Gains by al-Qaida linked Jabhat al-Nusra in northwestern Syria threatens to leave the U.S. with few options on the ground in that region.
Jabhat al-Nusra recently attacked and overran Harakat al-Hazm and the Syrian Revolutionaries Front (SRF) led by Jamal Maarouf, two key American aligned militias that the Obama administration saw as key parts of its strategy against the Islamic State (IS).
Maarouf fled to Turkey and no longer has any brigades in the area around Idlib, located in northwestern Syria near the Turkish border. He previously proclaimed his solidarity with Jabhat al-Nusra and the Islamic Front in a January Twitter post.
"The front of the Syrian revolutionizes, The Islamic Front, and Jabhat al-Nusra, Muhajreen and Ansar, we are all in the fighting front together against the regime. What happened now is a fitna (strife), God damn who ignited it," Maarouf wrote.
Al-Nusra also killed a commander belonging to the Free Syrian Army's Dawn of Freedom Brigades in the fighting.
Jabhat al-Nusra confiscated heavy gear and weapons that the West had provided to its allies.
The Islamist group decided to attack the U.S.-backed rebel groups after the Obama administration bombed its fighters and those belonging to IS. This decision also opened the way to an agreement between Al-Nusra and IS to cooperate in destroying Maarouf's faction.
President Obama said in September that a "moderate" force would be created and that their first targets were jihadists.
The U.S.-led coalition, along with "U.S. spies," aim to eliminate all Islamic factions that "do not comply with Western policy," Al-Nusra leader Abu Mohammed al-Golani said in the Al-Monitor story.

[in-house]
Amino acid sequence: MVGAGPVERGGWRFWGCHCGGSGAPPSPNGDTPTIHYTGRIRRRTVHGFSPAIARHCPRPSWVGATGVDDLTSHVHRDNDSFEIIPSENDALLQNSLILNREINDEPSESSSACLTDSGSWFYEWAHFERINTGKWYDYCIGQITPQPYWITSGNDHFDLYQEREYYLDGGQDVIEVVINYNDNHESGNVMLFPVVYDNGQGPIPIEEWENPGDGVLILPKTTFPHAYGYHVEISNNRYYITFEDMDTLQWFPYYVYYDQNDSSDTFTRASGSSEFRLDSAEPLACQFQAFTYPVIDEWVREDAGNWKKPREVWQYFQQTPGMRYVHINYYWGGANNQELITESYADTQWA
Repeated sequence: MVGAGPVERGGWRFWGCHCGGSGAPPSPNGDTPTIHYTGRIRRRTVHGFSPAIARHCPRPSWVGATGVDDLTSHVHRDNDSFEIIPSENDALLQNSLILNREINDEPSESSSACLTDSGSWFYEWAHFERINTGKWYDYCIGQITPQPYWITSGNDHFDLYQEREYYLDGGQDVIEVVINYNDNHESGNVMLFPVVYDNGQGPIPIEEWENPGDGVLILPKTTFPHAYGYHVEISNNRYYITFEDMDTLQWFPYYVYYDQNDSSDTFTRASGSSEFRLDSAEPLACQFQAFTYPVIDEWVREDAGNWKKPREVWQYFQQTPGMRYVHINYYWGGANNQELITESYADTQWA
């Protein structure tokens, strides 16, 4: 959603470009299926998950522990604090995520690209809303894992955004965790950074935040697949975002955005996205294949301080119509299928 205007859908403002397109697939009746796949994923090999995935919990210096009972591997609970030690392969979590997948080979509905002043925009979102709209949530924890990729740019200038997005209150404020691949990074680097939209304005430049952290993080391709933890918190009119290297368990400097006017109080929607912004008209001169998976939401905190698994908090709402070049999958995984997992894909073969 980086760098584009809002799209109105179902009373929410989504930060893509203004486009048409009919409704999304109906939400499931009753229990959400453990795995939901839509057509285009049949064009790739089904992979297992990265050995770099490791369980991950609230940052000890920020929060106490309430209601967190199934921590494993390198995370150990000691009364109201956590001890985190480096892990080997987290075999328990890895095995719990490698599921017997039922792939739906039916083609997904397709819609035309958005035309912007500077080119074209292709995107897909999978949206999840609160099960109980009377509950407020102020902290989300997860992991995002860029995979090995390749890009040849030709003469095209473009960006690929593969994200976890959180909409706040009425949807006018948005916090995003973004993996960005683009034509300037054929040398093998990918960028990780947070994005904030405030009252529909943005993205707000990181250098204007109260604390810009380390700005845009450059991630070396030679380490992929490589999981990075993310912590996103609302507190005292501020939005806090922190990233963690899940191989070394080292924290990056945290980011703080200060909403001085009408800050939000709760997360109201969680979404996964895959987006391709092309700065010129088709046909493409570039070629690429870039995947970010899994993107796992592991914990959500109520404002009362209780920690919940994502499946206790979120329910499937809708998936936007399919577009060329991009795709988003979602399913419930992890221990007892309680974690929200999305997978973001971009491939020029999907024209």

"We have made the decision to cancel the SRF," Golani said.
This opens the way for the al-Qaida linked group to carve out an Islamic emirate in the area around Idlib.
It hopes that such an emirate would increase its credibility among global jihadists and compete with the Islamic State to attract new fighters. Jabhat al-Nusra already has created its own courts in towns surrounding Idlib, an area isolated from direct contact with Assad's forces and from those with the Islamic State.
The U.S.-aligned rebels blamed the Obama administration for their failures. Although President Obama promised to arm the "moderate" Syrian rebels to fight the Islamic State and the Assad regime, supplies trickled in, slowed in part by bureaucracy.
"We decide on the mission that we want to do. Then we apply to the operations room for the weapons. If they agree with our military plan, some weapons arrive," a commander calling himself Abu Ahmed told the Daily Telegraph. "If we receive TOW anti-tank missiles, we have to film every time we use one to prove we haven't sold it on."
Abu Ahmed also complained that other FSA units didn't come to help, fearing Al-Nusra would attack them too.
The U.S.-backed rebels have also witnessed a stream of defections to Al-Nusra and IS.